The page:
Comprehensive immigration reform could make millions of people suddenly eligible for assistance under President Obama’s healthcare law, assuming a final deal paves the way for undocumented immigrants to receive papers.
Illegal aliens are now prohibited from purchasing coverage through the Affordable Care Act’s insurance exchanges, which will launch next year.
They are also ineligible for Medicaid under most circumstances, making the law’s expansion of the program fruitless for people without documents.
The landscape could change completely if Hispanic lawmakers get their wish — an overhaul of U. S. immigration policy that includes a path to legalization.
Helping people get and stay healthy, illegal immigrants or not, has to be cheaper in the long run. Sort of like Stephen Covey’s “sharpening the saw” — it takes time and resources to sharpen the saw, but once done, the work goes easier.
See on thehill.com
For years observers have been predicting the impending migration of physicians into direct pay or concierge medicine, where no longer will they have to accept low Medicare and Medicaid reimbursements or haggle with private payers.
Has that time finally arrived?
A recent survey of more than 13,500 physicians found that 6.8% of them would “embrace” direct pay or concierge medicine within the next three years. That includes 9.6% of practice owners, 7.7% of primary care physicians, and 6.4% of specialists, according to the survey conducted by physician recruiters Merritt Hawkins for The Physicians Foundation.
See on www.healthleadersmedia.com
Physicians have limited choices in front of them for how they will provide care in the future (and the future is now) — (1) maintain the status quo, (2) combine, merge, or consolidate with, or sell to, with other physicians, (3) sell to, or affiliate with, hospital systems or managed care companies, or (4) become independent of other physicians, of hospitals, and of managed care companies by doing concierge medicine.
The FCC has announced $400 million will be made available through a healthcare connect fund to create and expand telehealth networks and services.
See on www.hitechanswers.net
The New York Times reported last week (www.nytimes.com) another value of electronic health records — to supplement or even replace clinical research to improve patient care:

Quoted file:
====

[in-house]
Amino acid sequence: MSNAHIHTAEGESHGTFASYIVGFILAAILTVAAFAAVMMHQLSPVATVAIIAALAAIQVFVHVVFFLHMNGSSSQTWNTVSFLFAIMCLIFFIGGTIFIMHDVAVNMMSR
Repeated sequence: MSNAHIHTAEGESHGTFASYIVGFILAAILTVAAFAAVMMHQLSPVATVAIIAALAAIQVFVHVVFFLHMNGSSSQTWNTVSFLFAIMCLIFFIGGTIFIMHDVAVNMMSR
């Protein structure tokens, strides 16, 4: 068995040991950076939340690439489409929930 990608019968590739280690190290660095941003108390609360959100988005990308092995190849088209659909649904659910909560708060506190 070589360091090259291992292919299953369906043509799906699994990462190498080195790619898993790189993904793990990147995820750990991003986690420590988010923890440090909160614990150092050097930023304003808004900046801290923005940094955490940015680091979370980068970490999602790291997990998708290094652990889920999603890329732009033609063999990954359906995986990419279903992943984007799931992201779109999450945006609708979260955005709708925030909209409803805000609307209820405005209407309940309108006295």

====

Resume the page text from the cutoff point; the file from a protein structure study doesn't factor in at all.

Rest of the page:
Over the past decade, nudged by new federal regulations, hospitals and medical offices around the country have been converting scribbled doctors’ notes to electronic records. Although the chief goal has been to improve efficiency and cut costs, a disappointing report published last week by the RAND Corp. found that electronic health records actually may be raising the nation’s medical bills.
But the report neglected one powerful incentive for the switch to electronic records: the resulting databases of clinical information are gold mines for medical research. The monitoring and analysis of electronic medical records, some scientists say, have the potential to make every patient a participant in a vast, ongoing clinical trial, pinpointing treatments and side effects that would be hard to discern from anecdotal case reports or expensive clinical trials.
When a big hospital chain buys an independent doctor’s office, we often hear the move will “enhance care”, “integrate care” or “improve health-care efficiency.”
Spare us the euphemisms.
Patients are the losers in these deals.
We pay higher costs. We get fewer choices because doctors are pressured to refer patients only to providers who also work for the hospital. And, because these acquisitions are so common today, an independent doctor’s office is becoming as quaint as the house call.
Unfortunately, this is the entire article and is much too short to discuss a topic full of so many nuances. Tough issues need far more analysis and thought than this. The question to study is, if the goal of physician practice acquisitions is integration of healthcare to enhance and improve the patient experience while reducing costs, then where are the disconnects? Why are hospitals and physicians failing (assuming this “reporter” is correct in her bottom line conclusion)?
See on articles.orlandosentinel.com
Declining payments and increasing financial pressures have led more physicians to become employees of large medical groups and hospitals. At the same time, the Affordable Care Act is prompting smaller practices to consolidate as a way to more easily participate in new health system delivery models such as accountable care organizations.
But as physicians attempt to escape administrative burdens and financial stress, they are encountering another hurdle — legal disputes brought about by mergers.
See on www.ama-assn.org
All Women Should Have Access to Preventive Health Services, including Contraception, Without a Co-Pay, and Have It No Matter Where They Work
The health care law makes preventive care more accessible and affordable to millions of Americans by making certain preventive services, including all FDA-approved contraceptive methods, available without co-payments or other cost sharing requirements. This is especially important to women, who are more likely than men to avoid needed health care, including preventive care, because of cost. This requirement is a huge step forward for women’s health. Over the next few years, as an increasing number of health plans come under the law’s reach, more and more women will have access to a wide range of preventive services without co-payments or deductibles.
See on www.nwlc.org